August 4, 2012

 

As a veterinarian experienced in dermatology, I often have to face and solve very complex cases, which sometimes are also very interesting.

I want to tell the story of Jack.

Jack was a 5 year old dog, very frisky like all dogs of the Jack Russell breed.

The first time he was taken to my clinic, I immediately liked him; he had a curious look, but at the same time he was proud and brave.

The owners had made a long journey to reach my clinic, and they were very tired.

Jack instead was as fresh as a daisy. He sniffed everybody; he wanted to play with everybody.

But he had a really bad disease.

Everybody who looked at him asked me what was wrong with his hair and whether his disease could be contagious.

Actually I had not seen him yet, but I got worried thinking of some kind of scab or dermatophytosis which could also contaminate the whole waiting room.

So I immediately decided to let Jack in and examine him.

When Jack’s owners called to make an appointment, they just said that their dog had a problem with his skin; they didn’t expatiate upon the subject. Besides my secretary was used to making appointments like that so she didn’t ask for more details either.

Jack’s owners were two young lawyers. They were very careful and scrupulous about anything concerning their dog. They paid special attention to the quality and quantity of Jack’s meal and to his flea treatment.

Jack had already been examined by many vets before me, always for his skin problem.

He had undergone many tests and followed many therapies.

Sometimes he had also improved and was fine for some months, but then his problem began again.
Jack’s problem was a severe itching all over his body which he didn’t hide. On the contrary, as he finished sniffing something, he started scratching with a hind paw. By then he was so skillful in scratching that he could smell another dog scratching his belly at the same time.

His owners told me that his itching worsened at night.

Jack slept with them and as they turned off the TV, he started licking his feet very carefully. In those moments, he made a particular sound that his owner hated by now.
Despite the reprimands, Jack stopped for a few minutes, but then he continued relentlessly all night long.
The various vets who examined Jack tried to find out the cause of his problem and Jack had also taken many medicines.

Some years before, the owners had run a checkup for the scab. The owner told me that despite the negative result of the analyses for the scab, she had decided to treat him anyway for that disease; obviously, without any result.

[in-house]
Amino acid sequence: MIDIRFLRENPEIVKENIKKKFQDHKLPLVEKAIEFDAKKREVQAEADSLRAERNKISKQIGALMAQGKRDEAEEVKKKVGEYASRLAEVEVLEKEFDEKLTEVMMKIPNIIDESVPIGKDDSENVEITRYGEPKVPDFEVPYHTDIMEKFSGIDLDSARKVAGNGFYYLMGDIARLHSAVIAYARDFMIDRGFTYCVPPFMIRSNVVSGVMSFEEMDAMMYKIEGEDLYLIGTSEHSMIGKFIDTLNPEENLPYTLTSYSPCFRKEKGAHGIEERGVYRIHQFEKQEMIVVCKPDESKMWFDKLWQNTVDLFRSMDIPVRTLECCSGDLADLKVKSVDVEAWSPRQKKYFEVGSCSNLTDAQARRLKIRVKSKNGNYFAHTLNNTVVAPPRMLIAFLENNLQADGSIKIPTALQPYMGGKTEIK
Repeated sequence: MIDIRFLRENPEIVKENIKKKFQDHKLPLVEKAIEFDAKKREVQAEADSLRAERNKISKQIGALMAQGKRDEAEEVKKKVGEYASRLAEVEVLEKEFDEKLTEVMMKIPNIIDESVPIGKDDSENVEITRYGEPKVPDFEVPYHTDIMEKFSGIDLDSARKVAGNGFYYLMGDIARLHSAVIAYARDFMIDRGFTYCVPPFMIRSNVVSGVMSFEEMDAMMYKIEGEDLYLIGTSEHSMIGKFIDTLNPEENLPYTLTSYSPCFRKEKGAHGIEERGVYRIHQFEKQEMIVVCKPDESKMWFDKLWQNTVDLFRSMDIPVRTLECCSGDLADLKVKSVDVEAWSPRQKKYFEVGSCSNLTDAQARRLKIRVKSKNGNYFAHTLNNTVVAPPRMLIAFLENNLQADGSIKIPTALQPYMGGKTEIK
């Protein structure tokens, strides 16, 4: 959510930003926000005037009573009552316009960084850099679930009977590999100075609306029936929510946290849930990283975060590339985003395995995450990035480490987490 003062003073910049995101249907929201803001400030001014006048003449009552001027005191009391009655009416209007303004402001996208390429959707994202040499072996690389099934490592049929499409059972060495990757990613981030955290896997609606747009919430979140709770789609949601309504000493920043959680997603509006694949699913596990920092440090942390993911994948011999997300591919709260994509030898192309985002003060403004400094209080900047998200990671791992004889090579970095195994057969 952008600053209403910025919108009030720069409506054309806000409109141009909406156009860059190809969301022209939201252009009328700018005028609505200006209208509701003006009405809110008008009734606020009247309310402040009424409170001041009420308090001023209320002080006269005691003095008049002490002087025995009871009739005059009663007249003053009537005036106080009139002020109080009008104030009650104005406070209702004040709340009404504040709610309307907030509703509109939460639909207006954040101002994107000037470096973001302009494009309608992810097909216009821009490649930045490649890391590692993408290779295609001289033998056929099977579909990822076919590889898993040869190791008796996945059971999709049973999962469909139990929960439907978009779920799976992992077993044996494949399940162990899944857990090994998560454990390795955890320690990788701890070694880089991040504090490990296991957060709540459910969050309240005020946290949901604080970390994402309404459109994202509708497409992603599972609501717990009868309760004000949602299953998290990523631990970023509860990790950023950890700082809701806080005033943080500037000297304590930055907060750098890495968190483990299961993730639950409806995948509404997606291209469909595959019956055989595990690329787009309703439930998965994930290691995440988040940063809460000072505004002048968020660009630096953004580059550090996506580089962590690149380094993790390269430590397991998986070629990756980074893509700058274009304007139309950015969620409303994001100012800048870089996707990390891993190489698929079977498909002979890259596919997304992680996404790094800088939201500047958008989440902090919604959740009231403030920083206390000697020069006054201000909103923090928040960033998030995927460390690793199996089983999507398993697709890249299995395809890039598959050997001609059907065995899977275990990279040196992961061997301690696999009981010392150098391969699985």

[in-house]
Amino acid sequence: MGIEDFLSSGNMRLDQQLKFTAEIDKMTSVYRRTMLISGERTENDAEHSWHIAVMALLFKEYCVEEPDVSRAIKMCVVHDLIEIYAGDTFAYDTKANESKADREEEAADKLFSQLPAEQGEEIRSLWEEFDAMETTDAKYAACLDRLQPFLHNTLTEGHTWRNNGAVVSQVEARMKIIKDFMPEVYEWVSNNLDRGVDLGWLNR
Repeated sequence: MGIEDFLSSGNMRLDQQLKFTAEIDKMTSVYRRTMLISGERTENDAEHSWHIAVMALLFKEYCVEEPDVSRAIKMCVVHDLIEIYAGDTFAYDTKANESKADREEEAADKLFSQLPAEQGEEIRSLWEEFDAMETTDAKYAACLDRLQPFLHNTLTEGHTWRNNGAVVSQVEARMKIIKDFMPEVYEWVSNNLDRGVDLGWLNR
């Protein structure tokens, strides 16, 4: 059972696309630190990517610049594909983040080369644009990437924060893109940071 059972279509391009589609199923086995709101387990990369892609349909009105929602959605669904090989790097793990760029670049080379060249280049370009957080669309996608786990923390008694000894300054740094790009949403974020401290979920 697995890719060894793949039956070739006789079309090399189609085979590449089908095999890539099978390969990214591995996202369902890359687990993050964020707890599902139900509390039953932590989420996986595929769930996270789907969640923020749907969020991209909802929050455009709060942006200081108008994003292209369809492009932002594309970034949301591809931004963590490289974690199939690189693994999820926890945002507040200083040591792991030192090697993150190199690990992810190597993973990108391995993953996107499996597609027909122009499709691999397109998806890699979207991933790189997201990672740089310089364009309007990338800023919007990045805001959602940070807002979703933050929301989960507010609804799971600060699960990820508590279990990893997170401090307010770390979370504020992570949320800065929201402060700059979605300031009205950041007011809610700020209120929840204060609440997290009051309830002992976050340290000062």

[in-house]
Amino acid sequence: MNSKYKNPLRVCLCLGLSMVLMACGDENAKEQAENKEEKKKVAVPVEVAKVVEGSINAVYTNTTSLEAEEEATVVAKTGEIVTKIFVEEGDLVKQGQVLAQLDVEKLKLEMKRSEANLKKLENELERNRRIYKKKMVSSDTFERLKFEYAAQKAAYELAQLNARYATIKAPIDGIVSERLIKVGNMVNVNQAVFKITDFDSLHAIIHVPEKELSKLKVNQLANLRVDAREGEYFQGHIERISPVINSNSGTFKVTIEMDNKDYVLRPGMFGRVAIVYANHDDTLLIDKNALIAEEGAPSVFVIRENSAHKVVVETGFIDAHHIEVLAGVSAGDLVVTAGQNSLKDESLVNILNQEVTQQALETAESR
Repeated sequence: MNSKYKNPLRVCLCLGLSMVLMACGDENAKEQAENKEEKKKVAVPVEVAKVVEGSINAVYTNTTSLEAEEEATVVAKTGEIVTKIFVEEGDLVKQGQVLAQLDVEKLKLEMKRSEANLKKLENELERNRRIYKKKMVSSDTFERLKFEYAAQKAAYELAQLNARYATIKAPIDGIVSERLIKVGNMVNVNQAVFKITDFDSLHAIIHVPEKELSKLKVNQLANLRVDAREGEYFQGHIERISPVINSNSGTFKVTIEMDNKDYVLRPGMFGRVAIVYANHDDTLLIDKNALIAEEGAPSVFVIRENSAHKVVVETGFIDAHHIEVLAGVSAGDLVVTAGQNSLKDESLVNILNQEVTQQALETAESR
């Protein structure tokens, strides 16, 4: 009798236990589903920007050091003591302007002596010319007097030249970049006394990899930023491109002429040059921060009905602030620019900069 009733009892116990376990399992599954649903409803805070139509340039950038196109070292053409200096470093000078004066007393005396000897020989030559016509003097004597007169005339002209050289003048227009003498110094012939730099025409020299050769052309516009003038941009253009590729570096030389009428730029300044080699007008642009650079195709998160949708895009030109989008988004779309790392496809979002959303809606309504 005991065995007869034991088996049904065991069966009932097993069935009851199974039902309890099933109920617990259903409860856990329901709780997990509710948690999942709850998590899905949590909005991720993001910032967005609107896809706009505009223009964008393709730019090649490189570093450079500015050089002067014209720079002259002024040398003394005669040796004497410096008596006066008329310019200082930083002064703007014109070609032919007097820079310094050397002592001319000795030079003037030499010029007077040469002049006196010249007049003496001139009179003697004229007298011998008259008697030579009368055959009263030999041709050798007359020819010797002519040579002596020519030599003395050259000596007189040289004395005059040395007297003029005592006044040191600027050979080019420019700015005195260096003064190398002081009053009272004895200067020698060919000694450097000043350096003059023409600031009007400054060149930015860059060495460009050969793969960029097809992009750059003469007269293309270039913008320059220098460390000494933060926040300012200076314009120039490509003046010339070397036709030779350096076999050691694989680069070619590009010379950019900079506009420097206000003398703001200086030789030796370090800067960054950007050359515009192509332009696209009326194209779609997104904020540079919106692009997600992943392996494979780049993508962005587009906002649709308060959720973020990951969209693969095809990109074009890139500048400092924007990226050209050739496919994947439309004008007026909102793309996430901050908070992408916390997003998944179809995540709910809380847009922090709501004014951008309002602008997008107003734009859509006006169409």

They decided to change veterinarian. So they went to see another doctor, who thought that Jack had dermatophytosis, especially in the skin between the paws’ fingers and that this could be the reason of the itching.

So Jack took a pill for funguses for 2 months, and every week he had a bath with a disinfecting product. The owner told me that on that occasion she really thought they had resolved the problem, inasmuch Jack soon got better and for a while he seemed not to scratch himself anymore. Then, after some months, the problem reappeared.

Therefore Jack changed vet again.

Jack’s new doctor thought that Jack had a bad bacterial skin infection resistant to antibiotics. He took a skin sample to look for this bacterium. The owner showed me the analyses results. Jack had a serious skin infection.

Even this time, at the end of the cure, Jack started scratching himself again.

As you may guess, Jack changed vet again.

The last doctor before me reached a compromise with Jack’s owners: he would had given a cortisone injection to Jack every month, to stop Jack from scratching; but they had to be aware that, in the long run, Jack could have some problems because of the continuous use of the cortisone.

For almost six months everything was fine. Jack slept at night, sometimes he just had to get up to go pee, as the cortisone makes one very thirsty, but he looked fairly well.

In the last months however something strange was happening.

Jack had started suffering from bad otitis. A lot of pus came out of his ears and despite the therapies the otitis didn’t heal.

The edge of his ears had started forming SCABS all around; as soon as they were grazed, they started bleeding.
Also his little hind paws were not good at all. The pads became swelled and bled very often.

At the sides of the thighs, Jack had some areas without hair, with wounds and scabs.

All the neck hair had fallen, as well as the belly hair.

Even the edge of the eyelids had scabs.

I had to do something for Jack and his owners.

When I meet owners so fond of their pets, I always fear I might not help them, or have to tell them that the disease their dog suffers from cannot be healed; or worse, their dog is bound to die. But I really had the feeling that for Jack I could do something.